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Can anti-EU populism survive Putin's war?

Apr 20,2022 - Last updated at Apr 20,2022

LONDON  —  Russian President Vladimir Putin’s war on Ukraine is a momentous tragedy, above all for Ukrainians, but also for people across Europe and around the world. But, as opinion polls for the final round of France’s presidential election on April 24 indicate, if the Russian barbarity in Ukraine can be said to have a silver lining, it is that Putin’s unprovoked attack appears to be discrediting his supporters and allies in the West, and may well provide a new impetus for European integration.

To be sure, populists could yet capitalise on this crisis to win support from economically squeezed Europeans. That seems to be the far-right Marine Le Pen’s game plan as she campaigns to win the French presidency. As the prices of energy, commodities, and basic foodstuffs surge, inflation in Europe may hit double digits for the first time since the 1970s. Living standards in the European Union could end up taking a bigger hit than they did in the aftermath of the 2008 global economic crisis, when a deeply flawed European response alienated many voters.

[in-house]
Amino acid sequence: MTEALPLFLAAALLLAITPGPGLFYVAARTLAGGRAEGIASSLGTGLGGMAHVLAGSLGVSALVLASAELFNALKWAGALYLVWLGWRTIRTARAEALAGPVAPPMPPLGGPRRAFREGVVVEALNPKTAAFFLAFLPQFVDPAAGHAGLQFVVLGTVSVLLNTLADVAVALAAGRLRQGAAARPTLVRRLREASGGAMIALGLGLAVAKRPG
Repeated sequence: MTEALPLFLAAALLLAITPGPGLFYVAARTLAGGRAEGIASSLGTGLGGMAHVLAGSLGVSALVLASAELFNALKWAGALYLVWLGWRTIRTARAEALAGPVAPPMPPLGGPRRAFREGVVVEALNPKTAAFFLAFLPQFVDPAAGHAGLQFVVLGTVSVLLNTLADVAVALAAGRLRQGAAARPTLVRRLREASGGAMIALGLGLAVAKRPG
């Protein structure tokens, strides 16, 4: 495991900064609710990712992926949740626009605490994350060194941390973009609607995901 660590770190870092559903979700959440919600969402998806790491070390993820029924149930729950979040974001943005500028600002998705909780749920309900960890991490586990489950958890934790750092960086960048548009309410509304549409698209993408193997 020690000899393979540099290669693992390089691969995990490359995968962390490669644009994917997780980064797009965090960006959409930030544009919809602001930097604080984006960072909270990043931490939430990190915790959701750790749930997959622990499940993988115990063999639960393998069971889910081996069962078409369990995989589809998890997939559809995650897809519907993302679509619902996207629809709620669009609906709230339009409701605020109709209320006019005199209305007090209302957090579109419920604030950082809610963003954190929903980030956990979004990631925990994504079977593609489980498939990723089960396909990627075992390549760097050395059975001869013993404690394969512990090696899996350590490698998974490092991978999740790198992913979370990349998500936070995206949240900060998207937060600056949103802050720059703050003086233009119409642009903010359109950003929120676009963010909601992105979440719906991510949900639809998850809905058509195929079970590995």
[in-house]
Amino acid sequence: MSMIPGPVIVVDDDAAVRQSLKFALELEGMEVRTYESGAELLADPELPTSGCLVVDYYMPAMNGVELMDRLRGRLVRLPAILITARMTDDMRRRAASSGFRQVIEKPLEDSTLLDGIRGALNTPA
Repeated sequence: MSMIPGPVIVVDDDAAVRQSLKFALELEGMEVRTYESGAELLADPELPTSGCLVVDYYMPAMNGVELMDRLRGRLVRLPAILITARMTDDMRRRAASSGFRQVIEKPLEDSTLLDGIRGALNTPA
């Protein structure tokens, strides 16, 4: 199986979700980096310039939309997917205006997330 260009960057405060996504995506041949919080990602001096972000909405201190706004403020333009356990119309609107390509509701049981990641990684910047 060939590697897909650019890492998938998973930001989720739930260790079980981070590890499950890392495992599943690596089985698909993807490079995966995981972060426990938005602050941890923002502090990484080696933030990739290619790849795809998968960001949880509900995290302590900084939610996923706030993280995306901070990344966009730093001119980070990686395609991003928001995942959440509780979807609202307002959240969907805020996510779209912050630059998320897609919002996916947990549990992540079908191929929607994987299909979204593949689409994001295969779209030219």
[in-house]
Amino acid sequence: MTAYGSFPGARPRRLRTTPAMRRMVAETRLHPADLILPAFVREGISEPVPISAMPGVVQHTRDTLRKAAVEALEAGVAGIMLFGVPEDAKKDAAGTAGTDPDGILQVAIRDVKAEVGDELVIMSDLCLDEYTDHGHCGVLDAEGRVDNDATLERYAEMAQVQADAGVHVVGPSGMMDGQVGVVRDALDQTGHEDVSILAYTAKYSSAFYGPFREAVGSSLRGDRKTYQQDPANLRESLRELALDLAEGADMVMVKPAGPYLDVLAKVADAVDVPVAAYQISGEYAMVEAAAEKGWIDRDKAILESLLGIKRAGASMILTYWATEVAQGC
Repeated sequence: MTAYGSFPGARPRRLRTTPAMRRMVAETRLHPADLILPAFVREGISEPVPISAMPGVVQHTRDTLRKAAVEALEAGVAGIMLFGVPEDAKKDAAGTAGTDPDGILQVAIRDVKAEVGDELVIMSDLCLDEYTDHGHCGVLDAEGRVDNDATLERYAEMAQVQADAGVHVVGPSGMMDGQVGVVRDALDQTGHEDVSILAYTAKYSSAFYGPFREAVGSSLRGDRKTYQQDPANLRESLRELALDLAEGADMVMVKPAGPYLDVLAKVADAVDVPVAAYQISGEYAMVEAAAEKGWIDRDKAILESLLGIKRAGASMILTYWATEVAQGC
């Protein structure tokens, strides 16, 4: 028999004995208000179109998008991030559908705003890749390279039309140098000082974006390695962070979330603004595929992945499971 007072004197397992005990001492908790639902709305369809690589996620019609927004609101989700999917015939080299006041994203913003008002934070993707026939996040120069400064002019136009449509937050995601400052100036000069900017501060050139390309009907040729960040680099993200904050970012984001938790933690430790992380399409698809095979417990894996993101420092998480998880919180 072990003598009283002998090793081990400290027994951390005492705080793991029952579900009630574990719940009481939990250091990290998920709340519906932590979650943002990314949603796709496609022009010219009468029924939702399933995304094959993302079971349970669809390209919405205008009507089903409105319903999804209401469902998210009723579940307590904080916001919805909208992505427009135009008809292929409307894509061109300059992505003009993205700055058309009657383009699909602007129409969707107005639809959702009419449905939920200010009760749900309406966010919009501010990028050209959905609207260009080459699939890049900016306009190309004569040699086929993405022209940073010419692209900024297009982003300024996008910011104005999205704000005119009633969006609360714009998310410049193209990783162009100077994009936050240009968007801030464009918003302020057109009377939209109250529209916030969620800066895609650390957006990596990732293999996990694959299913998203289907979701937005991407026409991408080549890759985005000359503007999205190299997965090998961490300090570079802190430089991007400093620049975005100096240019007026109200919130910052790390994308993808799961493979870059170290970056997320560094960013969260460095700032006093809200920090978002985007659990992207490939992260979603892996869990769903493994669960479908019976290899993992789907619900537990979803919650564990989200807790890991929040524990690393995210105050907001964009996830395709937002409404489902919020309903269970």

Already, these challenges seem to have bolstered Viktor Orbán, Hungary’s prime minister. Orbán, a longtime Putin ally who has systematically rigged the electoral system in Hungary in his favour, has sought to insulate Hungarians from rising food and fuel prices. His Fidesz Party won this month’s general election in a landslide, ensuring him a fourth consecutive term in office.

To prevent that outcome from presaging a broader trend, EU governments must provide support for vulnerable people, avoid premature austerity, diversify energy supplies, and accelerate investments in low-cost clean technologies. The good news is that, so far, policymakers largely seem intent on doing just that. Their success would go a long way toward restoring trust in Europe’s political and technocratic elites.

It helps that the Ukraine war has also eroded the political credibility of populists who have long associated themselves with Russia and praised Putin. Since the invasion, populists such as Italy’s Matteo Salvini and the United Kingdom’s Nigel Farage have been scrambling to distance themselves from Russia. Even Orbán said after his electoral victory that he was “reassessing” his close ties to the country, which he now considers an “adversary”.